After 18 years, a Newark teacher finally reaches the crossover point—meaning her benefits are worth more than her contributions. At that point, she will have contributed a total of $116,767 into the system and can expect lifetime pension wealth accrual worth $117,808. Her net benefit becomes positive, though small ($1,041). 

A 25-year career is longer than most teachers’ careers—fewer than one out of four teachers nationwide stays more than 20 years.8 After 25 years, a Newark teacher’s net benefit is a modest $42,423. (Said another way, the red and green lines in Figure 1 remain close together even after the crossover point.)

The bottom line, says Fordham analysts, is that teachers who begin teaching in Newark Public Schools at age 25 must wait “18 years to reach the crossover point. Teachers who exit the New Jersey retirement system early are financially disadvantaged compared to teachers who remain teaching under the same system much longer—in this case, at least 18 years.”

Tell that to mobile  millennials, who will have 15-20 jobs over their lifetimes. If we want to make teaching an attractive career choice for the new generation, we could start by getting rid of old-school pension systems.

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  • StateAidGuy, January 28, 2017 @ 2:33 am Reply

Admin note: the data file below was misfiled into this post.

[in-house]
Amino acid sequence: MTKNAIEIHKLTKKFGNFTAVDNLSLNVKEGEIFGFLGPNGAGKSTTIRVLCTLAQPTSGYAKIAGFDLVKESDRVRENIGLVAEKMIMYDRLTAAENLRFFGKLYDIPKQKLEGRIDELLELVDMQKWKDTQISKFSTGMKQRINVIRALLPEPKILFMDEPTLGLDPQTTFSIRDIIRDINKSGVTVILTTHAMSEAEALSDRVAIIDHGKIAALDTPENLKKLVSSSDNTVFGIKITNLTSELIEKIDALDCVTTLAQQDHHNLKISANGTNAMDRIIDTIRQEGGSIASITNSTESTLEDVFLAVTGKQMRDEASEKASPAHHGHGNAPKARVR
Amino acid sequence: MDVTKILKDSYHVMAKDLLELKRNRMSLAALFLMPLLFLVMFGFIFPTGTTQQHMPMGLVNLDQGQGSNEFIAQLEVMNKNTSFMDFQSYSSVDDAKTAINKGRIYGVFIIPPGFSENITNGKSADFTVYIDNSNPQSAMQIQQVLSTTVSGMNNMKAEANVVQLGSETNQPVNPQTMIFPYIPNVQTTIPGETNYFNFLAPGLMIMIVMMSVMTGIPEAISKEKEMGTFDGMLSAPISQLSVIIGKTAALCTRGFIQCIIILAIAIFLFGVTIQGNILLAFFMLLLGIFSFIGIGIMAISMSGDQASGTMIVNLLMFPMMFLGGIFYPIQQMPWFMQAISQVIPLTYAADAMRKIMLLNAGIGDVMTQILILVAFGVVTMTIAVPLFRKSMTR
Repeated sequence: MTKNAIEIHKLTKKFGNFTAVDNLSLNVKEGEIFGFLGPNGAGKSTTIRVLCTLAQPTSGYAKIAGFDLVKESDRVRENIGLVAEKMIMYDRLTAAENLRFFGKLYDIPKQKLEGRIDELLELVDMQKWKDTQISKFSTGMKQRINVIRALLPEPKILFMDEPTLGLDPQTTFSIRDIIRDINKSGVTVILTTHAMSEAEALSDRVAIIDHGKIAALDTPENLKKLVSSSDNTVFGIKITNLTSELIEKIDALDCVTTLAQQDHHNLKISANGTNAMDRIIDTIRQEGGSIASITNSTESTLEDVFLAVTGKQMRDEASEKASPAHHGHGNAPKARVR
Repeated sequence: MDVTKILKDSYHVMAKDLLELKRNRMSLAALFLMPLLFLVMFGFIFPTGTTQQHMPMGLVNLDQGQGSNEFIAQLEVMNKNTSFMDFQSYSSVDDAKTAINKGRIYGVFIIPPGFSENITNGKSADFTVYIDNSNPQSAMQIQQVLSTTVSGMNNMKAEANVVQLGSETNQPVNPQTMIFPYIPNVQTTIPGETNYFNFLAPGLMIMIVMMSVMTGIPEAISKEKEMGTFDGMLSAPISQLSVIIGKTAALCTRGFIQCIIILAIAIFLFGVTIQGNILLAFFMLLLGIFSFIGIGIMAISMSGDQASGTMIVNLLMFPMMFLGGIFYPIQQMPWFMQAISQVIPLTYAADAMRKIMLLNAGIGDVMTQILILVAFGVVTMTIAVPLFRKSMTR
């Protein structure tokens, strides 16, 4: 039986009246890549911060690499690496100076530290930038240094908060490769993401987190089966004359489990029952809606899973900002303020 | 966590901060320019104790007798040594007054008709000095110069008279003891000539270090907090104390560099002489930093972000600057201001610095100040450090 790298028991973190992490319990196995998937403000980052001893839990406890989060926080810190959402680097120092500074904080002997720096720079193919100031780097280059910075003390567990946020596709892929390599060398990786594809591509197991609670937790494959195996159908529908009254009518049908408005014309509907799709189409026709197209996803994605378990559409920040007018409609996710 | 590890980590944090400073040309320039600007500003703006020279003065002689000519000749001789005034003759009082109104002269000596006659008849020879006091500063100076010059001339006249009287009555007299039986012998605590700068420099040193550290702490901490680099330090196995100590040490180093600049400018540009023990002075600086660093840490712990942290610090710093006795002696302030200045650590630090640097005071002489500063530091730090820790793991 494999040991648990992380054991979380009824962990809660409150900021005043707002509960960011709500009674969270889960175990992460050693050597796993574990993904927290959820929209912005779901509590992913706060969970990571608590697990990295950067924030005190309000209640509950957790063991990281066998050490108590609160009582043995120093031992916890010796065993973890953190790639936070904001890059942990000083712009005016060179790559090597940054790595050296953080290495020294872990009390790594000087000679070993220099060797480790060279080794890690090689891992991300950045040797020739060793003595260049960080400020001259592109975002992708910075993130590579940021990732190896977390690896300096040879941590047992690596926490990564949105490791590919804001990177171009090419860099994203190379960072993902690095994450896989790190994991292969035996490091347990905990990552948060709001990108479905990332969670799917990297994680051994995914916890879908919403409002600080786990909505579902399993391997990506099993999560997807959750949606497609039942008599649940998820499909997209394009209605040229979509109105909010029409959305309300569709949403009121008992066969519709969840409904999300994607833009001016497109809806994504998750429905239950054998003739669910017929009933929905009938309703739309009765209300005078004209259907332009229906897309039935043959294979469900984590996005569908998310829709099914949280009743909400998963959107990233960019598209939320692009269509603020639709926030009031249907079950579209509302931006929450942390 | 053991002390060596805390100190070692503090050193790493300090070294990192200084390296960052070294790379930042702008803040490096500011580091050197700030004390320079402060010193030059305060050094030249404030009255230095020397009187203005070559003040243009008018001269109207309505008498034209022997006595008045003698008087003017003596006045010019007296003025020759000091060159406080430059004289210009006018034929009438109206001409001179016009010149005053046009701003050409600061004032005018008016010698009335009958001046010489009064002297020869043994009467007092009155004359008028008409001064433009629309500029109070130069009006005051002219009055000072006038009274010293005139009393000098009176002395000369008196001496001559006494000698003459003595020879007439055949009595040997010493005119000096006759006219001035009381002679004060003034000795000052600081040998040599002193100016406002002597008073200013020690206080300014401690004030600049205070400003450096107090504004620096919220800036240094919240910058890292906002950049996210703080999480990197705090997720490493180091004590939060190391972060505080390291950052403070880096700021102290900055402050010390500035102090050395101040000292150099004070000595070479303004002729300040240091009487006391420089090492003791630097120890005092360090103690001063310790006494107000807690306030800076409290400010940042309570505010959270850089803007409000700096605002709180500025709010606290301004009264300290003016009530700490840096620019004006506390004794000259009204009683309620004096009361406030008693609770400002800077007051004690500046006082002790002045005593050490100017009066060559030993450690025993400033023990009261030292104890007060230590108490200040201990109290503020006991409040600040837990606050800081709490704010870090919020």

You have a ton of interesting material in this.

    It surprises me how rarely anyone talks about how teachers unions rip off their younger and short-career members.

    The problem isn't just pensions, it's how dues are collected. The NEA state dues are $866 per full-time teacher, regardless of salary.

    So a teacher making $100k pays $866. A new teacher making $50k pays $866.

    It's a more regressive tax system than any state has.

    The NJEA wants a steeply progressive income tax structure and constantly says that “millionaires need to pay their fair share,” but it ignores that principle of progressively when it actually does have controls revenue from itself.

  • kallikak, January 28, 2017 @ 4:41 pm Reply

    Your comparison of NJEA dues to a regressive tax is misplaced.

    Every starting teacher in an NJEA bargaining unit is guaranteed the run of a multi-column salary guide that rewards longevity and course credits/degrees. Because future contracts are built upon current ones, they only get richer over time.

    Most importantly, the largest bumps in most salary guides occur for relatively young teachers (8-12 years experience) so that real veterans (20+ years) typically receive the apportioned remainders of contract settlements.

    Given that skewing, there is an argument that younger teachers should pay relatively more because they get relatively more—not to mention entree into a licensed and protected class.